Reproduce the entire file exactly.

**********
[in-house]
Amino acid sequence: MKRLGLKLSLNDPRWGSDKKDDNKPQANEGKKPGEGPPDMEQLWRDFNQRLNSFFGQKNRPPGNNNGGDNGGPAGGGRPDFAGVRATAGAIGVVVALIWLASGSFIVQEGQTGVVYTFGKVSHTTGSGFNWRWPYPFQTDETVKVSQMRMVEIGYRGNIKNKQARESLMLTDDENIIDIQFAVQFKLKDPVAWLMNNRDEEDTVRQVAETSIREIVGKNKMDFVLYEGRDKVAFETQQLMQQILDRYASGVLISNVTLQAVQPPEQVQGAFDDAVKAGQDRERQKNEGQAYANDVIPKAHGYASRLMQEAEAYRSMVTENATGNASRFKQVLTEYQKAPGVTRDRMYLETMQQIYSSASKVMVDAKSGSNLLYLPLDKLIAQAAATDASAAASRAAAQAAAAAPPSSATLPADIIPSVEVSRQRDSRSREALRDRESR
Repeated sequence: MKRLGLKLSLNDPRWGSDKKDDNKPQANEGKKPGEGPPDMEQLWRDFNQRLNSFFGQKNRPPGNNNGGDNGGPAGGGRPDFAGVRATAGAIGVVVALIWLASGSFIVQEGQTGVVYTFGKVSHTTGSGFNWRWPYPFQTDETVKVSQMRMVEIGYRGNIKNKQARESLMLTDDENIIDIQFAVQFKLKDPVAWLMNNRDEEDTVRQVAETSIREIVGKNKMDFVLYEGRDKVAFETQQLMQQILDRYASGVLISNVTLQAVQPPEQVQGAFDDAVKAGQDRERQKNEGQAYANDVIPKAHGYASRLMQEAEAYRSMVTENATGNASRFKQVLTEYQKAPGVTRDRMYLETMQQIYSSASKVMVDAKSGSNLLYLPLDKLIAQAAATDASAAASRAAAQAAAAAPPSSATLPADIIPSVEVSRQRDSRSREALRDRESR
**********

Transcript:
[in-house]
Amino acid sequence: MKRLGLKLSLNDPRWGSDKKDDNKPQANEGKKPGEGPPDMEQLWRDFNQRLNSFFGQKNRPPGNNNGGDNGGPAGGGRPDFAGVRATAGAIGVVVALIWLASGSFIVQEGQTGVVYTFGKVSHTTGSGFNWRWPYPFQTDETVKVSQMRMVEIGYRGNIKNKQARESLMLTDDENIIDIQFAVQFKLKDPVAWLMNNRDEEDTVRQVAETSIREIVGKNKMDFVLYEGRDKVAFETQQLMQQILDRYASGVLISNVTLQAVQPPEQVQGAFDDAVKAGQDRERQKNEGQAYANDVIPKAHGYASRLMQEAEAYRSMVTENATGNASRFKQVLTEYQKAPGVTRDRMYLETMQQIYSSASKVMVDAKSGSNLLYLPLDKLIAQAAATDASAAASRAAAQAAAAAPPSSATLPADIIPSVEVSRQRDSRSREALRDRESR
Repeated sequence: MKRLGLKLSLNDPRWGSDKKDDNKPQANEGKKPGEGPPDMEQLWRDFNQRLNSFFGQKNRPPGNNNGGDNGGPAGGGRPDFAGVRATAGAIGVVVALIWLASGSFIVQEGQTGVVYTFGKVSHTTGSGFNWRWPYPFQTDETVKVSQMRMVEIGYRGNIKNKQARESLMLTDDENIIDIQFAVQFKLKDPVAWLMNNRDEEDTVRQVAETSIREIVGKNKMDFVLYEGRDKVAFETQQLMQQILDRYASGVLISNVTLQAVQPPEQVQGAFDDAVKAGQDRERQKNEGQAYANDVIPKAHGYASRLMQEAEAYRSMVTENATGNASRFKQVLTEYQKAPGVTRDRMYLETMQQIYSSASKVMVDAKSGSNLLYLPLDKLIAQAAATDASAAASRAAAQAAAAAPPSSATLPADIIPSVEVSRQRDSRSREALRDRESR